Pre-execution vs Post-execution: What’s the Difference?
Oct 25, 2022
In this article, we will take a look at the following processes that are an inevitable part of trading on financial markets: First, we will discuss what trade execution is and how it works. Then, we will compare the pre-execution vs. post-execution and explain the difference between them.
What is Trade Execution?
A particular transaction can be considered completed after it has been placed on the market and sold at a specific price at a particular time.
Let's take a look at an example:
Suppose you are determining whether to sell 15 shares of some company's stock, with one stock priced at $99 per single share. After submitting your sell order, your broker starts to search the markets for the best price. Those orders can be executed by your broker for $98, $99, or $100. The broker executes the sell order on your behalf at $100 per share since that is the best value currently offered.
But how does it work in practice?
When a request is accepted, a brokerage might carry it out in several methods. They can transmit that order to a market maker, an exchange like the New York Stock Exchange (NYSE), or their electronic communications network, or they could even execute the deal using their own stock of assets. A description of each is found below:
1. Market Maker
A certain broker may choose to submit an order to a market maker. Market makers are companies that facilitate the liquidity and depth of the markets and earn a profit from the difference between the bid and ask prices. Such a business pays a broker to direct the flow of orders to it. This type of transaction is known as "payment for order flow."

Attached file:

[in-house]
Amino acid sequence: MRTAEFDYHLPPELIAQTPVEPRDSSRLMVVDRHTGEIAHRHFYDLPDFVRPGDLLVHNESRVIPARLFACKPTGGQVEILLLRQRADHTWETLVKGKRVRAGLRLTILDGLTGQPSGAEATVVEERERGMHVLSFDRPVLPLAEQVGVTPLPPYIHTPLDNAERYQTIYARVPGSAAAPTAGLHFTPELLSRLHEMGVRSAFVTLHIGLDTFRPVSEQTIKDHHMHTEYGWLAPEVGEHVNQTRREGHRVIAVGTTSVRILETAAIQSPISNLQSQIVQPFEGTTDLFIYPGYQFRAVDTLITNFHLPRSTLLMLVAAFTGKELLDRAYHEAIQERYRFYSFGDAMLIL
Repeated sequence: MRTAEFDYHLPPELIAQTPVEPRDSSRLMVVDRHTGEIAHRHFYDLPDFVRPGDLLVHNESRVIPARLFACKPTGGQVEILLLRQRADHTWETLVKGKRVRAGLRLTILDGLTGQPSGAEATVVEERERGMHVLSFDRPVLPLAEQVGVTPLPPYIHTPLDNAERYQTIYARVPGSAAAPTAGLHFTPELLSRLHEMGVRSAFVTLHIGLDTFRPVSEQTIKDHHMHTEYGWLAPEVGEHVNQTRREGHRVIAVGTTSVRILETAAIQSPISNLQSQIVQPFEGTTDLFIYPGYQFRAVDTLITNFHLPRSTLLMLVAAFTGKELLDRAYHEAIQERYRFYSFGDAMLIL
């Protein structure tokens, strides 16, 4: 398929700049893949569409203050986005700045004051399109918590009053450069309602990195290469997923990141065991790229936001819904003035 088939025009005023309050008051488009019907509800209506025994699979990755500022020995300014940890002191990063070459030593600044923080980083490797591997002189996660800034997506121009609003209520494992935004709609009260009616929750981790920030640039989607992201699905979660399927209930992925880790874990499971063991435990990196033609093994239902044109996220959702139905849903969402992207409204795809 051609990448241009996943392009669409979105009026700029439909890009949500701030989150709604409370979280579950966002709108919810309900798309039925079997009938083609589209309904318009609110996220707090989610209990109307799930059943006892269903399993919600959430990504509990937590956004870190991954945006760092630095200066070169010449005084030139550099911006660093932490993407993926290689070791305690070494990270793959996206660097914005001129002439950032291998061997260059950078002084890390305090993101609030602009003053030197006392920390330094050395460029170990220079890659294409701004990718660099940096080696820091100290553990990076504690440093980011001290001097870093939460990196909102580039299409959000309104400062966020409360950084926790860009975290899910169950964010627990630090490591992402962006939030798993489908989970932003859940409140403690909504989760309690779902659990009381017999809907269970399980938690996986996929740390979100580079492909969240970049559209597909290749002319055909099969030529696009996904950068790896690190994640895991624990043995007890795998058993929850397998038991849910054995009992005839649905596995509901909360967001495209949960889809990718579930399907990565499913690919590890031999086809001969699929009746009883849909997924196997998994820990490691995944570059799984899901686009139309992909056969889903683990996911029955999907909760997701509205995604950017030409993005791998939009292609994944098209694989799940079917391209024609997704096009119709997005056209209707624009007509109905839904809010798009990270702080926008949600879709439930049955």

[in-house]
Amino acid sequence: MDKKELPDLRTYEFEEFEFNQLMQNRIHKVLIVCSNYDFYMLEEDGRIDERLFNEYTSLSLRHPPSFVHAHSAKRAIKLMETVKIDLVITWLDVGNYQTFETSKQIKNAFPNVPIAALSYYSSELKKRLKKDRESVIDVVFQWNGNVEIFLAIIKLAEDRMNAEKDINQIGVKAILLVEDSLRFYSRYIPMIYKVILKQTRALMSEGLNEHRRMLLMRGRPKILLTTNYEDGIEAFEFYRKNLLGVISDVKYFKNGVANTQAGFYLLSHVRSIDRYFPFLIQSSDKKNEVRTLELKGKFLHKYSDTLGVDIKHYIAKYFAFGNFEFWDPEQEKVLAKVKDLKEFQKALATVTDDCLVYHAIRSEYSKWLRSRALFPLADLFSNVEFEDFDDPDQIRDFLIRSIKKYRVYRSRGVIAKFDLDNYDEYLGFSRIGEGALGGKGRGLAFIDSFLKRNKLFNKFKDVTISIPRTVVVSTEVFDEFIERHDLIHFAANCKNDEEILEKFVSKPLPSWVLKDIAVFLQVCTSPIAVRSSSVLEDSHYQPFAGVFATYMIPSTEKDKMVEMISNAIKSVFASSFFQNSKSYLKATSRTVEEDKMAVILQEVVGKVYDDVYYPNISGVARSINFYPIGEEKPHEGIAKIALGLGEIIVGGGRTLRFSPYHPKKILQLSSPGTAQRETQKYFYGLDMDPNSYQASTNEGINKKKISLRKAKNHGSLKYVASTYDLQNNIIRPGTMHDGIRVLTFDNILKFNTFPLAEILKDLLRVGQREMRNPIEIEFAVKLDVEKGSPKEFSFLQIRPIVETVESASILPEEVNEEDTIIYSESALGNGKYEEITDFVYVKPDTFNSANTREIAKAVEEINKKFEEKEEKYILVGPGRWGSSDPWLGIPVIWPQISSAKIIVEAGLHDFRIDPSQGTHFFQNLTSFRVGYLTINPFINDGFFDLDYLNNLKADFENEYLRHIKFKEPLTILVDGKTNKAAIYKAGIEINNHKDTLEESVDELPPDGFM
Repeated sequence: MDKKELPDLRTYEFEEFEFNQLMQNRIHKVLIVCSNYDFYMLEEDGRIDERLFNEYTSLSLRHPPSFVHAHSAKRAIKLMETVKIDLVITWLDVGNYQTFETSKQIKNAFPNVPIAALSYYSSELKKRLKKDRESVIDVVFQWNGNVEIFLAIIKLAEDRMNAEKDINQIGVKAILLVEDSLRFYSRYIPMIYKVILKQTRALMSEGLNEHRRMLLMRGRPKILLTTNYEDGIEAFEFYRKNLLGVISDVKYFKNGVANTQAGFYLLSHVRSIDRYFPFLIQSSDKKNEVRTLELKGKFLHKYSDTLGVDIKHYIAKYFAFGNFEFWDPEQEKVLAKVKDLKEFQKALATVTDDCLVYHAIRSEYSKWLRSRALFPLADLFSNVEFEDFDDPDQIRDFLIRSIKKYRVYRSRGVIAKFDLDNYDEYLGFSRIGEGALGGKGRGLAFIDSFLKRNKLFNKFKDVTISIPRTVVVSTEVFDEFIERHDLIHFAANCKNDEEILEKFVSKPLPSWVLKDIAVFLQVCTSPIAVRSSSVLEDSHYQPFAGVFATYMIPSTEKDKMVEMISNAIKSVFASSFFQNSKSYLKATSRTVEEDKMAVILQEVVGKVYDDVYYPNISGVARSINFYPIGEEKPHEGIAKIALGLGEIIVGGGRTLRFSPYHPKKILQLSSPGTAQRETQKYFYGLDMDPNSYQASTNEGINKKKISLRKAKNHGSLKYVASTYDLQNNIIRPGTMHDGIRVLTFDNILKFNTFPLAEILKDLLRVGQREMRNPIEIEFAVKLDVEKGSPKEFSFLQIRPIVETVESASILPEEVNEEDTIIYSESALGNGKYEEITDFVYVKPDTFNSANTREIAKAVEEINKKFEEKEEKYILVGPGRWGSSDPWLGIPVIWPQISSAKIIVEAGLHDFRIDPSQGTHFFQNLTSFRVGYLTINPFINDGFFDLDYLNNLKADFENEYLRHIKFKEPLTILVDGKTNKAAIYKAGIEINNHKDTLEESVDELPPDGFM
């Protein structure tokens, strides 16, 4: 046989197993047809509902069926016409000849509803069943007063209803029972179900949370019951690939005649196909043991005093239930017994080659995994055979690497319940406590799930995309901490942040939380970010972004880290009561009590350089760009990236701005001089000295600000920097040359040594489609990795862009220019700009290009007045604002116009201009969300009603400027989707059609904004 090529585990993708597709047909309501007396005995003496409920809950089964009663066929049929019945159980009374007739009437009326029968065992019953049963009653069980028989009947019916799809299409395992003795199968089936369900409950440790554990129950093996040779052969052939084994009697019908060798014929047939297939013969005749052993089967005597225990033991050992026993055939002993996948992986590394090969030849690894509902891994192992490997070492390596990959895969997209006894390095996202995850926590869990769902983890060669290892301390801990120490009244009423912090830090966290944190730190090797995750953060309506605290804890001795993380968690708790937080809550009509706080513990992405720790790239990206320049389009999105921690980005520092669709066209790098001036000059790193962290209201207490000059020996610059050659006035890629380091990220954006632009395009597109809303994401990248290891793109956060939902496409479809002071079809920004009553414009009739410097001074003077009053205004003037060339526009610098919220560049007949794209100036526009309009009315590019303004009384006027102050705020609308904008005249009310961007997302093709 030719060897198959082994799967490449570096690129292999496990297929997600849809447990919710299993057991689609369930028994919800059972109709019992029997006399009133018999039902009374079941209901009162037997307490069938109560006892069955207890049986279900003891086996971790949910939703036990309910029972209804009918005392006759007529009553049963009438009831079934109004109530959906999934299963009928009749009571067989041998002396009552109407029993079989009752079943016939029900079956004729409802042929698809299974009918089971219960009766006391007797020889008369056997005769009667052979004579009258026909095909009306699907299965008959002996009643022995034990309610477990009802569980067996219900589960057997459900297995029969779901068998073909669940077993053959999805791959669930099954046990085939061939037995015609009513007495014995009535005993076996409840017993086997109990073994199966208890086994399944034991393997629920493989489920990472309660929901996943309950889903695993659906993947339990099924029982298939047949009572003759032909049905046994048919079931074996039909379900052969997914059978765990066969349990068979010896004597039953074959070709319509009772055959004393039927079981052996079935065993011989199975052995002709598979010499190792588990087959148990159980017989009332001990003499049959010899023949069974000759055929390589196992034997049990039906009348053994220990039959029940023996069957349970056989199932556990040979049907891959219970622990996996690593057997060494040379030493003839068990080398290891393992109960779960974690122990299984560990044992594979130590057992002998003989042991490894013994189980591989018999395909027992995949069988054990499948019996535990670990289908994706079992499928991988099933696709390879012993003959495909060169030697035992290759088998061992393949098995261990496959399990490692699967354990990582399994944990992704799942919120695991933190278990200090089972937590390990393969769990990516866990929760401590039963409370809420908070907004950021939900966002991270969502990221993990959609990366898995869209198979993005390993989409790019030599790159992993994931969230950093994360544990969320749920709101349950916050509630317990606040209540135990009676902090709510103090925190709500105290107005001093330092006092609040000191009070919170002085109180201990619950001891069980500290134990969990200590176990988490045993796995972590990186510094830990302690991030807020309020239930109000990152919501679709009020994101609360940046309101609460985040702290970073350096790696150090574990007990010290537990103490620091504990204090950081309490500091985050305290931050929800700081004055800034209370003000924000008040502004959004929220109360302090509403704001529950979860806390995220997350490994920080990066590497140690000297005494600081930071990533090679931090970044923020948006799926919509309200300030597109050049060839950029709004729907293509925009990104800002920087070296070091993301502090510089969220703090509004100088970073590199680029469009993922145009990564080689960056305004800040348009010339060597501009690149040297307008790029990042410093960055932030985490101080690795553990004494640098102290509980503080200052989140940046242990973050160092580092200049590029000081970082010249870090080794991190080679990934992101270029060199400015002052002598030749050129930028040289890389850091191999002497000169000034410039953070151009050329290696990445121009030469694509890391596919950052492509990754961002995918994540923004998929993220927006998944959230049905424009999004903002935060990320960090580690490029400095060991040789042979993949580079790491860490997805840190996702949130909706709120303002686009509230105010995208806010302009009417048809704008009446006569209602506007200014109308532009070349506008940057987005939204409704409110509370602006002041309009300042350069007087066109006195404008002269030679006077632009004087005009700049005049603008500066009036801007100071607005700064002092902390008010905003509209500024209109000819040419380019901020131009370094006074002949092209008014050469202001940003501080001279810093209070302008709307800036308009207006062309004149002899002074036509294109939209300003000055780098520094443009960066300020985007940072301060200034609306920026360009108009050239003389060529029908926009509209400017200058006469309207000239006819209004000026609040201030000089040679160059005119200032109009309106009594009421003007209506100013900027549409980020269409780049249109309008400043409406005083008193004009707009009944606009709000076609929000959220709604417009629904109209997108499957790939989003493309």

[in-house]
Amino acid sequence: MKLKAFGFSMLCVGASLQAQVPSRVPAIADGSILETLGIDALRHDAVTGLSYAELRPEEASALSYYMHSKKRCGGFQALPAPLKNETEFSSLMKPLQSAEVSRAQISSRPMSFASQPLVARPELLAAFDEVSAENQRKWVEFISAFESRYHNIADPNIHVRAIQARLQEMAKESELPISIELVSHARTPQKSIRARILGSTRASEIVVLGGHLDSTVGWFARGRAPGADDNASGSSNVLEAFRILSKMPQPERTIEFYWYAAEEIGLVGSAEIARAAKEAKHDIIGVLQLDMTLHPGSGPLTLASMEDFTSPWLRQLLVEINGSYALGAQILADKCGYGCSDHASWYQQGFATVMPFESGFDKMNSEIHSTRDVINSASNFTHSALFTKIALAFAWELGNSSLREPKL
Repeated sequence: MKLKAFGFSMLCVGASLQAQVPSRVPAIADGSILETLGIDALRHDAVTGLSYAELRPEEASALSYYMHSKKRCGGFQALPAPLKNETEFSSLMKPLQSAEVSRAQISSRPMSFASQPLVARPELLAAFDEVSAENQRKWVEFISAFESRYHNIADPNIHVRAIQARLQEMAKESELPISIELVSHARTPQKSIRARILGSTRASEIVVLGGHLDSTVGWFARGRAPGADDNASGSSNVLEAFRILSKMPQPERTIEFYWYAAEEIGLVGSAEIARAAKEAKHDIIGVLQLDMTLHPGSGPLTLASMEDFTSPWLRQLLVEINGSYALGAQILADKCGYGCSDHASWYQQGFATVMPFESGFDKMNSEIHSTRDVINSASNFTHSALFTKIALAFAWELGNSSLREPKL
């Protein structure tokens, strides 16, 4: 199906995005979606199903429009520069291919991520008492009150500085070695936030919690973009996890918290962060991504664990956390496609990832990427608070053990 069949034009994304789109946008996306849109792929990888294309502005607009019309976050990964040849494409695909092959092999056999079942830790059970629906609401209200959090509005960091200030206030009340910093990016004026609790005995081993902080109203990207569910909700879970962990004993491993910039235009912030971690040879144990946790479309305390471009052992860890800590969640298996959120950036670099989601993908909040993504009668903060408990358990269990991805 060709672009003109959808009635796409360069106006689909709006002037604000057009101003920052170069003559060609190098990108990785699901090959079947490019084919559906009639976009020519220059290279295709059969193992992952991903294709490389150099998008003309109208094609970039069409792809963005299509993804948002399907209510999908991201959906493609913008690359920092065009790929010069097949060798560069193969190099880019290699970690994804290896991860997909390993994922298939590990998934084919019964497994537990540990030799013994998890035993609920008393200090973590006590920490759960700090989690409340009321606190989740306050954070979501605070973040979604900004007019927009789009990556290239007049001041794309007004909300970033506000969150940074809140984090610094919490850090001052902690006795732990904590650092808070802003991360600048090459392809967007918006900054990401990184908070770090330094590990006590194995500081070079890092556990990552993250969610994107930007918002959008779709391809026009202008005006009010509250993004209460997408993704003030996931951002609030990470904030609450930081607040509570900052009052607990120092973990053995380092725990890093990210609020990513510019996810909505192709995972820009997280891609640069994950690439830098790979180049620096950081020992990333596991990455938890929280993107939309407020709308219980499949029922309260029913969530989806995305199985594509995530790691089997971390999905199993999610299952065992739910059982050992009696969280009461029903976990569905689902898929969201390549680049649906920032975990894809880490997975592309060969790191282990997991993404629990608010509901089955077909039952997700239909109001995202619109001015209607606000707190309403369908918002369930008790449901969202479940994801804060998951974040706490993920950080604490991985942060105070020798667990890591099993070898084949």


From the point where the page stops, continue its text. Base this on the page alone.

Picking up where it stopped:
2. Over-the-Counter (OTC) Market
Secondly, financial assets may be transmitted over the counter directly to another party. OTC is a decentralized market where stock, commodities, currencies, or other instruments are traded without the involvement of intermediaries or central exchanges.
3. Electronic Communications Network (ECN)
The buy and sell orders of investors can be forwarded to an ECN, where system software will match up those orders. The advantages of ECN trading are especially evident when investors from different geographical locations need a secure method of completing transactions without a third-party intermediary.
4. Internalization / Inventory of securities
The brokerage business itself may occasionally already be an owner of a certain stock. In this scenario, the trade execution is completed internally by completing the order from the firm's own resources.
Worth noticing is that all orders are processed online. However, that does not always mean that they will be immediate.
Because of that, sometimes the final price of execution may differ from the price you requested initially. Thus, when you place an order with your broker, the value you encounter on the order page may not necessarily match the price at which the trade will be executed.
Once your order is filled at a slightly lower price than the most appropriate market price, this is referred to as "price slippage."
Now, let's move on and discuss two main types of executions: pre-execution and post-execution.
Pre-execution and Post-execution
Brokers use several models when it comes to trade execution. Let's get into the details.